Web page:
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  1. Strain-engineering is a powerful means to tune the polar, structural, and electronic instabilities of incipient ferroelectrics. KTaO3 is near a polar instability and shows anisotropic superconductivity in electron-doped samples. Here, we demonstrate growth of high-quality KTaO3 thin films by molecular-beam epitaxy. Tantalum was provided by either a suboxide source emanating a TaO2 flux from Ta2O5 contained in a conventional effusion cell or an electron-beam-heated tantalum source. Excess potassium and a combination of ozone and oxygen (10% O3 + 90% O2) were simultaneously supplied with the TaO2 (or tantalum) molecular beams to grow the KTaO3 films. Laue fringes suggest that the films are smooth with an abrupt film/substrate interface. Cross-sectional scanning transmission electron microscopy does not show any extended defects and confirms that the films have an atomically abrupt interface with the substrate. Atomic force microscopy reveals atomic steps at the surface of the grown films. Reciprocal space mapping demonstrates that the films, when sufficiently thin, are coherently strained to the SrTiO3 (001) and GdScO3 (110) substrates.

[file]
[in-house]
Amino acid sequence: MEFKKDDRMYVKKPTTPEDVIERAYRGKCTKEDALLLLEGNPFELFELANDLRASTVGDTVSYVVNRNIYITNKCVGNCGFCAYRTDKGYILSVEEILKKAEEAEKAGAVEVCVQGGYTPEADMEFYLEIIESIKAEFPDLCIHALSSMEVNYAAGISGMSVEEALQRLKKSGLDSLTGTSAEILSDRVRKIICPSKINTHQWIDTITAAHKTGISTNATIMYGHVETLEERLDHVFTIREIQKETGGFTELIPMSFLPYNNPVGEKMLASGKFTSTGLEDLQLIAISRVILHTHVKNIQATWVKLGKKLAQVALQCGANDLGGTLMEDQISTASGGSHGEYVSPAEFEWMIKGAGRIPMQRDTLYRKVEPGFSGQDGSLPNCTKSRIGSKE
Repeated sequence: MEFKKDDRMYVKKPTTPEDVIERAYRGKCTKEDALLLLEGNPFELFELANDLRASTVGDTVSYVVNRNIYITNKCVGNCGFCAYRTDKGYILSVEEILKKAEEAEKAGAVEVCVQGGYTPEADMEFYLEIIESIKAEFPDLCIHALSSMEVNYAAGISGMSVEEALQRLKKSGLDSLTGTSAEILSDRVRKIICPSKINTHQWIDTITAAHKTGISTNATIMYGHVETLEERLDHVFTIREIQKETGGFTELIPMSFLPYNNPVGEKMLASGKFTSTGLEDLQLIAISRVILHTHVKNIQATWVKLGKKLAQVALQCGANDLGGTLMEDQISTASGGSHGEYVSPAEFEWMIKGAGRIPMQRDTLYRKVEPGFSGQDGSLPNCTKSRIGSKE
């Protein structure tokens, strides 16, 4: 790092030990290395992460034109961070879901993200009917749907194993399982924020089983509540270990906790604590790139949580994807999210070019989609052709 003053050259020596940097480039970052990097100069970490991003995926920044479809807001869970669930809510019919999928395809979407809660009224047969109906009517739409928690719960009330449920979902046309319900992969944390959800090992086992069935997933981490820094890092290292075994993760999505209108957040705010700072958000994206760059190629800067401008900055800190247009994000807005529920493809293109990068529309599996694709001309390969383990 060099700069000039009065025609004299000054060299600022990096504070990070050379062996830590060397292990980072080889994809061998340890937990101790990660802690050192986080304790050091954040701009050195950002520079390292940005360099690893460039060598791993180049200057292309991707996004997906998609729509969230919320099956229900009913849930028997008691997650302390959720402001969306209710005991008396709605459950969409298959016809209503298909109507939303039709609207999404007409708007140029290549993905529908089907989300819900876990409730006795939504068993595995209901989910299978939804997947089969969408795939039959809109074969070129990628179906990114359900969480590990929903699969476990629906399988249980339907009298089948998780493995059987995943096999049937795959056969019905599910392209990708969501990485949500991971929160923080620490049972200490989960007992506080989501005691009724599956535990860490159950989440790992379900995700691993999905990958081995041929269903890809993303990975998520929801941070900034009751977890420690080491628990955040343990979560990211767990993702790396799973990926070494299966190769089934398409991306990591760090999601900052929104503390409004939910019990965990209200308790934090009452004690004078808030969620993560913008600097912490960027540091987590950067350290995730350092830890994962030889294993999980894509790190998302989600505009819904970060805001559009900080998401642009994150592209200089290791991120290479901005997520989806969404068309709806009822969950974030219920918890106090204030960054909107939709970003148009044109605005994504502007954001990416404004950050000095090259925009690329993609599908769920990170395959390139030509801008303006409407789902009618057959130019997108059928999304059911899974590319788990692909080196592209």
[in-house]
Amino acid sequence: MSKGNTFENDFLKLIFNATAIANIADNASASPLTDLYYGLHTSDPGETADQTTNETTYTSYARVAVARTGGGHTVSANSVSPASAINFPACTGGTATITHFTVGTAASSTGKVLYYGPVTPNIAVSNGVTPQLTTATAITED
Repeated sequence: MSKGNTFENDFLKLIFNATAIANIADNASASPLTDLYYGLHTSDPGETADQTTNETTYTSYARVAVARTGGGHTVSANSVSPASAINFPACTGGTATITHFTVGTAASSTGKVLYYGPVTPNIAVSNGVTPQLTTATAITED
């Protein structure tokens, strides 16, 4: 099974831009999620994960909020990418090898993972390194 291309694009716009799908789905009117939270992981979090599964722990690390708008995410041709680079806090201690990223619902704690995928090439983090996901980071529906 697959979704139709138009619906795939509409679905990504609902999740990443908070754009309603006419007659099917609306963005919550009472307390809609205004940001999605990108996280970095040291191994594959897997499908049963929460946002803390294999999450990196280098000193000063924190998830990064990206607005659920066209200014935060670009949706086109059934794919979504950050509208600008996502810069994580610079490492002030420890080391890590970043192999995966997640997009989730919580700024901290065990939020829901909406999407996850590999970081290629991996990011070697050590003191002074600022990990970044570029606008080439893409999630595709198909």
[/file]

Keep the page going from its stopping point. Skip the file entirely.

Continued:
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  2. Strain-engineering is a powerful means to tune the polar, structural, and electronic instabilities of incipient ferroelectrics. KTaO 3 is near a polar instability and shows anisotropic superconductivity in electron-doped samples. Here, we demonstrate growth of high-quality KTaO 3 thin films by molecular-beam epitaxy. Tantalum was provided by either a suboxide source emanating a TaO 2 flux from Ta 2 O 5 contained in a conventional effusion cell or an electron-beam-heated tantalum source. Excess potassium and a combination of ozone and oxygen (10% O 3 + 90% O 2 ) were simultaneously supplied with the TaO 2 (or tantalum) molecular beams to grow the KTaO 3 films. Laue fringes suggest that the films are smooth with an abrupt film/substrate interface. Cross-sectional scanning transmission electron microscopy does not show any extended defects and confirms that the films have an atomically abrupt interface with the substrate. Atomic force microscopy reveals atomic steps at the surface of the grown films. Reciprocal space mapping demonstrates that the films, when sufficiently thin, are coherently strained to the SrTiO 3 (001) and GdScO 3 (110) substrates.